Thank You and God Bless!

Ralph L. ACA

Why ACA?

Some people have asked why there is a need for a program like ACA. Many people do not realize that pastors and church workers suffer from addictions as much as anybody else. In fact some studies show that alcoholism is actually higher among clerics than in the general population. But clerics are usually in a position where they do not feel able to reach out for help as easily as a common person. Clerics usually have the attitude of putting the needs of others before their own needs, and being the ones their parishioners go to for strength and advice. They are more used to helping than in being helped. Also many clerics find themselves in a position where they feel they can not admit to a problem like alcoholism or addiction in general. As a result of these perceptions many clerics who suffer from addiction suffer in silence, until things get so bad that the problem becomes painfully obvious, not just to the cleric, but to the congregation as well.

ACA provides a confidential forum in which clerics can come forward with their problems knowing they are dealing with fellow clerics who have been down the same road. In ACA we do not go by full name (usually just first name and last initial) so as to respect anonymity. And our online forum allows the assurance that confidentiality will be respected. In this environment ACA is free to give the help needed to aid our fellows in their recovery from addiction. In ACA we offer the service of one cleric talking to another in regards to recovery helping both to remain sober.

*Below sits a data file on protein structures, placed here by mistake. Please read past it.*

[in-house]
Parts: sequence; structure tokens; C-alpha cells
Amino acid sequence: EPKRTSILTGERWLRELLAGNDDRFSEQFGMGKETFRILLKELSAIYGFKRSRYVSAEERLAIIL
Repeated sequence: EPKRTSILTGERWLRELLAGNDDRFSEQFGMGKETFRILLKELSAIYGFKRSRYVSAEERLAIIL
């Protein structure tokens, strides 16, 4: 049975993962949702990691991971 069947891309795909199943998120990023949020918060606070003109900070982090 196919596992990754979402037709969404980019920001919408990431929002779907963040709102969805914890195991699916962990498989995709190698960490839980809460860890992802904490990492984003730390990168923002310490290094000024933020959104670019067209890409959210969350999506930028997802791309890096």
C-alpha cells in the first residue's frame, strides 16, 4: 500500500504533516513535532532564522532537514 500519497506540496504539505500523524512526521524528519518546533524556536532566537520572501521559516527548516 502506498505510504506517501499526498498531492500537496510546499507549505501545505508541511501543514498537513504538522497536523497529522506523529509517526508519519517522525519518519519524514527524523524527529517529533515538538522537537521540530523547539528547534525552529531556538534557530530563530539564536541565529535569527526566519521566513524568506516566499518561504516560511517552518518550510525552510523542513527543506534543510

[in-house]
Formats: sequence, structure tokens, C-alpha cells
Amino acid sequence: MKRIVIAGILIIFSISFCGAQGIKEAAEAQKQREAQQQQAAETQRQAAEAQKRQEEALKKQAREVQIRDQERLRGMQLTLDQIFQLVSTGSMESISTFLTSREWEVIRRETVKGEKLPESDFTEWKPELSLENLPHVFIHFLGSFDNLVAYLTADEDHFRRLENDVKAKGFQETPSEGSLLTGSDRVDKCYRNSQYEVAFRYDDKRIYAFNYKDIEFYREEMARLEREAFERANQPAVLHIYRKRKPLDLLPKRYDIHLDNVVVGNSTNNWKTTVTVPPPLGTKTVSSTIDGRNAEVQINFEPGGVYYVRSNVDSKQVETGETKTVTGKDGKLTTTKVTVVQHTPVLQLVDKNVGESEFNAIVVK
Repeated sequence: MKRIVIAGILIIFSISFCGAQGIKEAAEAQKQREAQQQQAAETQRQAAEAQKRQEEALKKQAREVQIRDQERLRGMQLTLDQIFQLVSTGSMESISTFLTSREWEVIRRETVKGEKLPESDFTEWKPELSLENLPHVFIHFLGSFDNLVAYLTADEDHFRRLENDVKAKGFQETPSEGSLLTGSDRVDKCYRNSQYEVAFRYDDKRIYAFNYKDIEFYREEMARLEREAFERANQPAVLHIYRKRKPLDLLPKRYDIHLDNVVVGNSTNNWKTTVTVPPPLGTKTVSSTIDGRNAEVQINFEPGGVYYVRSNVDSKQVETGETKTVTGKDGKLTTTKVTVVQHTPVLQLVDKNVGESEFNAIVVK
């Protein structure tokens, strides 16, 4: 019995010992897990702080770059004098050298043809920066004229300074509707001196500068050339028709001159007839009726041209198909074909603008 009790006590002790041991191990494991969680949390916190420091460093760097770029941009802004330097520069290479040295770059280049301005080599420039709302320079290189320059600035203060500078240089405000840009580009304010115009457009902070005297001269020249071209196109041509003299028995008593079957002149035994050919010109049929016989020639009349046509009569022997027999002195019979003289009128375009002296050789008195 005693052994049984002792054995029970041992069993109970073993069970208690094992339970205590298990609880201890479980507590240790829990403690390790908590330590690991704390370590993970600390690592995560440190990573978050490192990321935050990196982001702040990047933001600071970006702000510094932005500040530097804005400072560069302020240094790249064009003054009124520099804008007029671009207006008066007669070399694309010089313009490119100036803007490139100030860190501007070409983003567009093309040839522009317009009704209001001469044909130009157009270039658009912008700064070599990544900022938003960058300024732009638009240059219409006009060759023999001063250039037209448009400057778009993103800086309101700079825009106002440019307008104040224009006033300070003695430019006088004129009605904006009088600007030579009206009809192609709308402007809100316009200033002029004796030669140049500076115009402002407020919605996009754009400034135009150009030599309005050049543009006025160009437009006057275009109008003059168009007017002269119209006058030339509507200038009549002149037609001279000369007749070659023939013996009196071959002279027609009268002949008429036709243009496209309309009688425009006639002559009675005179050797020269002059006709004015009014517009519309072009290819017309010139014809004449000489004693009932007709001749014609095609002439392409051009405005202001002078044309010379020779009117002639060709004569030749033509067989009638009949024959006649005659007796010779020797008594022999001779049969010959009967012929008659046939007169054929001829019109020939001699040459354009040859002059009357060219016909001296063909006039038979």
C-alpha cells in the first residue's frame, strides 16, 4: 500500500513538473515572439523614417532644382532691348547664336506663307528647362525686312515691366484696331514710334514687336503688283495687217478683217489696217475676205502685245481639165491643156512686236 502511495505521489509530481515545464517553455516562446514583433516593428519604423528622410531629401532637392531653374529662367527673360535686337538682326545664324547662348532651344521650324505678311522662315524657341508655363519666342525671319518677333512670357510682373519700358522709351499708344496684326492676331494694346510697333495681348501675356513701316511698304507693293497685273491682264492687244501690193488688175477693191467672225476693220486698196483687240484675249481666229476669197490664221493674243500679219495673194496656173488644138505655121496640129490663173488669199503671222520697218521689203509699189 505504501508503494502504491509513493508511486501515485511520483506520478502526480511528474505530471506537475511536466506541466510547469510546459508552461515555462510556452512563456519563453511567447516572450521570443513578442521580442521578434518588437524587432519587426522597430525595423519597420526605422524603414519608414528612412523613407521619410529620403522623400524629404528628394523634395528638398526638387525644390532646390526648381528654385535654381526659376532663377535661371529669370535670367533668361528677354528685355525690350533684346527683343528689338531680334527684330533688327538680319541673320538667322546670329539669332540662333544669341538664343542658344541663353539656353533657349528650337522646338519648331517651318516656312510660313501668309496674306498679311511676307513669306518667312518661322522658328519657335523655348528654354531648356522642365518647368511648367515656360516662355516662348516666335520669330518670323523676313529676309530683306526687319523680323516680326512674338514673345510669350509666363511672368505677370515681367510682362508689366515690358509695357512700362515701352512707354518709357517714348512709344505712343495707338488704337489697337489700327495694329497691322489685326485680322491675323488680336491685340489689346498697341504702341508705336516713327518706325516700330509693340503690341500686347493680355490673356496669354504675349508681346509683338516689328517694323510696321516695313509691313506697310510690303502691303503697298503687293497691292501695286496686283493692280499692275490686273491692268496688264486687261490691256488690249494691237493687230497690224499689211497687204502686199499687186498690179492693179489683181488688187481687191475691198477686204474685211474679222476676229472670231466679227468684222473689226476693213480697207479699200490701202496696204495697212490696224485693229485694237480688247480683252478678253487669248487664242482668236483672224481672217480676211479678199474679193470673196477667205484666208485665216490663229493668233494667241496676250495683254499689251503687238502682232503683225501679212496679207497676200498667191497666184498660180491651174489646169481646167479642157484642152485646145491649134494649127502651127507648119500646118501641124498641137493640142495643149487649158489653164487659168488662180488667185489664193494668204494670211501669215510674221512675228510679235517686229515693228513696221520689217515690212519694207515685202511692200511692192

There are other programs like ACA out in the world today, but these other programs usually are limited in scope to only clerics of a particular denomination and are unable due to the restraints of time and finances to reach beyond their particular denominational lines. Smaller denominations and churches which do not have such programs in place tend to be left out in such work. ACA is Inter-Faith and Non-Denominational in its scope. Anyone who honestly seeks to recover is welcome. We currently have Catholics, Protestants, Buddhists and others working together to help one another in recovery. We find as alcoholics, addicts, and clerics that we have more than enough common ground on which to operate.

What Is The ACA Program Like?

The ACA Program is patterned very much after the basic AA Program. The exceptions are that we consider our service a ministry and reach out primarily to clerics. We use the same 12 Steps as AA, paying particular emphasis to the practice of Prayer and Meditation found in Step 11. Plus we come from the clerical point of view in which fellow clerics find they are welcome to share their own particular stories of finding sobriety in a church or religious setting. Sharing from our own experiences we seek to help others avoid some of the pitfalls we ourselves have encountered.